Owning a cask of whisky is a unique and rewarding experience. But before you invest in ‘the water of life’, it’s vital to ask the right questions to establish its true value:
- How many bulk litres does my cask hold?
Quite simply, this is the volume of all the liquid in your cask. For an emerging cask, this its total filling capacity. However, in older casks, the volume of bulk litres will drop due to the natural evaporation that occurs in the porous oak.
- What’s the alcohol by volume (ABV)?
The ABV shows what percentage of the liquid in your cask is alcohol. The minimum ABV for whisky is 40%, but cask strength can rise to over 70%. ABV tends to drop with time as the alcohol evaporates.
- What about original litres of alcohol (OLA)? And re-gauged litres of alcohol (RLA)?
OLA is the amount of alcohol first poured into the cask. RLA applies to casks over 10 years old, and is the amount of alcohol that remains following re-measuring at a certain date after the original filling.
These first three points are vital to determine the health – and value – of your cask. The following questions will have a large effect on both the flavour of the whisky and the lifetime of your cask.
- What type of cask am I buying?
By this we mean, is it a first fill or refill? Experts agree that the cask adds between 60-80% of a whisky’s flavour, so it’s important to know exactly what’s helping your whisky to mature, and how it will affect the buying and selling price. The most common types of cask are ex-bourbon and ex-sherry. These can be what’s known as first fill – i.e. it’s the first time they’ve been filled with Scotch – or refill, which means they’ve previously been used to mature whisky. Bourbon and sherry add distinctive flavours but have different costs associated with them. In addition, a first fill cask will add a more dominant note, whereas the effects of a refill cask will be more subtle, making them more suitable for long-term maturing. With such a strong impact on the taste, it’s therefore important to know exactly which type of cask is influencing your precious investment.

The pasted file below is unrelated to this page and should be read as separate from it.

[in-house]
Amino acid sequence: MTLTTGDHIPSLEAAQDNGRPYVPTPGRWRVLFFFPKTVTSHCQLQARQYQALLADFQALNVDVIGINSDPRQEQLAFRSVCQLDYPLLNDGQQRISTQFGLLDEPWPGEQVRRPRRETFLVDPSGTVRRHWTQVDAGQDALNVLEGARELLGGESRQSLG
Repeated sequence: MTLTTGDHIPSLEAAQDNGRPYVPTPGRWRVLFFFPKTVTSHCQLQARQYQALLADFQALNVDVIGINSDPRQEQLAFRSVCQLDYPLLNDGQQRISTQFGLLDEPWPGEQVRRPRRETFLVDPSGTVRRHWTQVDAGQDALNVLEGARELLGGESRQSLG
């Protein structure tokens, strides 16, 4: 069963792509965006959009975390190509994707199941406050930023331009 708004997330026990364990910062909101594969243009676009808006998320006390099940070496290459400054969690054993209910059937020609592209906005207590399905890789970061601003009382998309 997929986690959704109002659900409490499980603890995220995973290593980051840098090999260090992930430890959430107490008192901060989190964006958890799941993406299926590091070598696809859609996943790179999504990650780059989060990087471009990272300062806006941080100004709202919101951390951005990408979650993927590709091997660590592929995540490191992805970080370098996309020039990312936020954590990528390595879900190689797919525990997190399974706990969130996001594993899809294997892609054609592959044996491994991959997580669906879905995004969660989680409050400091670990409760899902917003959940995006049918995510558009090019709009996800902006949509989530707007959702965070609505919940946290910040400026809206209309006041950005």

- What size is it?
Larger casks are best for long-term maturation and yield a different volume of whisky, but also incur higher storage costs. So always check if your cask is a barrel, a hogshead, a butt or another type of vessel.
- Are there any restrictive covenants in place?
Always check if the supplying distillery has applied any conditions that might limit how you can sell or bottle the cask in future. Some won’t let you use their name on bottles filled from the cask, which could impact on value when you come to sell.
- And finally…where will it be stored?
Casks are stored in bonded warehouses regulated by Her Majesty’s Revenue & Customs (HMRC), where they must remain until bottling. Find out which warehouse in Scotland is responsible for storing your cask, and which unique number it was assigned on the date it was filled. This number will be used throughout its lifetime.
So, there you have it – the seven questions you should always ask before investing in a cask. If you have any other enquiries, please drop us a line.